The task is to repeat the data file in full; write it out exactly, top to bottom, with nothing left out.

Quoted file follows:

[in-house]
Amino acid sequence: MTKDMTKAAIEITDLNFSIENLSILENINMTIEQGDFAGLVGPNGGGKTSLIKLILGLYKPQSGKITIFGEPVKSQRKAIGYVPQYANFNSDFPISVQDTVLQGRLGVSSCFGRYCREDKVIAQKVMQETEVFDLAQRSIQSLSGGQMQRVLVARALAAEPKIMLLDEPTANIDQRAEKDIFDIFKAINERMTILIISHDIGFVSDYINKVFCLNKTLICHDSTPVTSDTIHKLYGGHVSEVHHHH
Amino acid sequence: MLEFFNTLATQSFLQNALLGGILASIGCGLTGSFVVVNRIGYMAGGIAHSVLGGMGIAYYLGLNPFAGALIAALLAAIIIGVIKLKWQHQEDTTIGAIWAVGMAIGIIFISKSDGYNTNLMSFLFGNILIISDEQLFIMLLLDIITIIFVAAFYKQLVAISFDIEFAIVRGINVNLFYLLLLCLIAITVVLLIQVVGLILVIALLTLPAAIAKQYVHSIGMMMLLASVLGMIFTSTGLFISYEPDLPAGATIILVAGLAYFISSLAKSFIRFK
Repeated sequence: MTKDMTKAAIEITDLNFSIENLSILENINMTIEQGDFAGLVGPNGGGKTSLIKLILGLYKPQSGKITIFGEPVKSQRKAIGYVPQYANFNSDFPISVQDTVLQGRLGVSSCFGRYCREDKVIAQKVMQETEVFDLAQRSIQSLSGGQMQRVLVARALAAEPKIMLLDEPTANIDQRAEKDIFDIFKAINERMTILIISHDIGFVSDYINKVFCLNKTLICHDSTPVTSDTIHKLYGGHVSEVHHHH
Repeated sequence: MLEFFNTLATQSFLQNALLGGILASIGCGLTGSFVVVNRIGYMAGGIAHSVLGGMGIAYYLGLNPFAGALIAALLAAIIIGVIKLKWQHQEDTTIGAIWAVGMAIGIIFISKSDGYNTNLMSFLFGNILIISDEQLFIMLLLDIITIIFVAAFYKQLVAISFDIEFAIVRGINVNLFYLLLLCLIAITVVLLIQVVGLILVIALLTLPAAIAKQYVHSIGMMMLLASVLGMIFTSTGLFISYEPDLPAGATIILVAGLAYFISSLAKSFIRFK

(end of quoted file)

[in-house]
Amino acid sequence: MTKDMTKAAIEITDLNFSIENLSILENINMTIEQGDFAGLVGPNGGGKTSLIKLILGLYKPQSGKITIFGEPVKSQRKAIGYVPQYANFNSDFPISVQDTVLQGRLGVSSCFGRYCREDKVIAQKVMQETEVFDLAQRSIQSLSGGQMQRVLVARALAAEPKIMLLDEPTANIDQRAEKDIFDIFKAINERMTILIISHDIGFVSDYINKVFCLNKTLICHDSTPVTSDTIHKLYGGHVSEVHHHH
Amino acid sequence: MLEFFNTLATQSFLQNALLGGILASIGCGLTGSFVVVNRIGYMAGGIAHSVLGGMGIAYYLGLNPFAGALIAALLAAIIIGVIKLKWQHQEDTTIGAIWAVGMAIGIIFISKSDGYNTNLMSFLFGNILIISDEQLFIMLLLDIITIIFVAAFYKQLVAISFDIEFAIVRGINVNLFYLLLLCLIAITVVLLIQVVGLILVIALLTLPAAIAKQYVHSIGMMMLLASVLGMIFTSTGLFISYEPDLPAGATIILVAGLAYFISSLAKSFIRFK
Repeated sequence: MTKDMTKAAIEITDLNFSIENLSILENINMTIEQGDFAGLVGPNGGGKTSLIKLILGLYKPQSGKITIFGEPVKSQRKAIGYVPQYANFNSDFPISVQDTVLQGRLGVSSCFGRYCREDKVIAQKVMQETEVFDLAQRSIQSLSGGQMQRVLVARALAAEPKIMLLDEPTANIDQRAEKDIFDIFKAINERMTILIISHDIGFVSDYINKVFCLNKTLICHDSTPVTSDTIHKLYGGHVSEVHHHH
Repeated sequence: MLEFFNTLATQSFLQNALLGGILASIGCGLTGSFVVVNRIGYMAGGIAHSVLGGMGIAYYLGLNPFAGALIAALLAAIIIGVIKLKWQHQEDTTIGAIWAVGMAIGIIFISKSDGYNTNLMSFLFGNILIISDEQLFIMLLLDIITIIFVAAFYKQLVAISFDIEFAIVRGINVNLFYLLLLCLIAITVVLLIQVVGLILVIALLTLPAAIAKQYVHSIGMMMLLASVLGMIFTSTGLFISYEPDLPAGATIILVAGLAYFISSLAKSFIRFK